Irish Rail will be 'weakened by €4.6m loss from strikes'
Football fans and festive shoppers will be hit as five days of industrial action set to cost millions
Striking train workers will give soccer fans and Irish Rail a €1m slap in the face by forcing the closure of key routes ahead of Ireland's World Cup play-off with Denmark next month.
Industrial action is set to cost the national rail company €900,000 per day in lost revenues and fines when staff mount pickets. That figure will rise to €1m on the day of the crucial qualifier when extra services were planned for fans travelling from Cork, Limerick and Galway.
Officials at Irish Rail said the strike action would cost it more than €4.6m. This includes €600,000 per day in lost revenue for 'normal' passenger days and more than €300,000 in fines each day from the National Transport Authority.
However, the operator said the cancellation of extra trains and Irish Rail Darts to and from the Aviva Stadium would bring losses of more than €1m on November 14.
A spokesman for Irish Rail said the industrial action would have a significant impact on its financial security.
"There will be disruption to customers, and uncertainty over a prolonged period will lose us business," he said.
"Our precarious finances will be weakened further, in a situation where accumulated losses are €160m and the company is dangerously close to insolvency."
Five days of industrial action were announced by unions on Friday. They will also affect shoppers in the run-up to Christmas.
As well as November 14, a series of 24-hour rolling strikes will take place on November 1, 7 and 23. A fifth day of action is planned for Friday, December 8, the day that traditionally marks the start of the festive shopping season when those living outside Dublin historically travelled to the capital.
The industrial action will also impact on more than 150,000 daily commuters who rely upon Dart, Intercity and commuter trains.
The action was announced after the unions rejected the rail company's pay offer. Irish Rail officials said they offered rises of 1.75pc for one year. This was to be facilitated by measures including performance management, absenteeism management, revisions to redeployment policy and payroll. However, unions are seeking a 3.75pc increase.
The company said it had committed to discussing more substantive productivity issues to fund further improvements in earnings beyond the one-year agreement in a defined period and that it was not happy unions had decided to take industrial action.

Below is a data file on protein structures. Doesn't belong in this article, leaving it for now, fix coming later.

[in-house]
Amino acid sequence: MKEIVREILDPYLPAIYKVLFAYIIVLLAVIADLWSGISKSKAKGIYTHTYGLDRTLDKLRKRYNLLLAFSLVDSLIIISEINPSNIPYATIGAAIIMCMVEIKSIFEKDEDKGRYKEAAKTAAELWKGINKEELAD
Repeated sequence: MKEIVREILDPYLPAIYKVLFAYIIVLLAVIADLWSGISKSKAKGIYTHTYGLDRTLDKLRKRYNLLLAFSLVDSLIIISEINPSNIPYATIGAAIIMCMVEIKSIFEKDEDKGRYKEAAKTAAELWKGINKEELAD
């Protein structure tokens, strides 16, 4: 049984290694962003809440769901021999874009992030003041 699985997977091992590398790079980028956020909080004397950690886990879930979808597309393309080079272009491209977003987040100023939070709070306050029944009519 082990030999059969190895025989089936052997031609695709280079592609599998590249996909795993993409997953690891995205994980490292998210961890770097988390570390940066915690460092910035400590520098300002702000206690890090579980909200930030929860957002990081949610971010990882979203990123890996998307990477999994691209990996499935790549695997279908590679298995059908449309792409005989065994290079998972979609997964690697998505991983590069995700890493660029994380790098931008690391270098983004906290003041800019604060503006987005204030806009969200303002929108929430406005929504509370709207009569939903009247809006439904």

"Iarnrod Eireann remains committed to this process, and to resolving this claim through dialogue, and through the industrial relations machinery of the state," a statement said.
Unions said responsibility for the strike action lay with Irish Rail CEO David Franks.
In a joint statement, the NBRU, Siptu, Unite, the TSSA and TEEU said they were unhappy with the breakdown of talks at the Workplace Relations Commission last week.
"The treatment meted out to staff over the last number of months, and in particular the debacle which occurred at the WRC last evening, has been nothing short of contemptuous and will make a resolution to this dispute even more difficult, if not now impossible," the statement said.
"The Trade Union Group will conduct reviews on an ongoing basis and may decide to escalate the action by way of increased frequency and duration."
NBRU general secretary Dermot O'Leary said the chosen dates were picked so commuters would have an opportunity to make alternative travel arrangements.
"There is never a good time to have a dispute," he said.
"We took note of the fact people would be planning or made plans for a weekend away. If they went away on the Friday they would have wanted to come back on the Monday so we made a decision to stay away from that weekend.
"The first strike day is 11 days after we announced our action. We could have served seven days notice, as per the law, and that would have seen us strike on the bank holiday weekend. We didn't do that."
Mr O'Leary also called on Transport Minister Shane Ross to intervene in the dispute. "What he needs to do is provide a space for Irish Rail to do justice to our members who have gone 10 years without a pay rise," he said.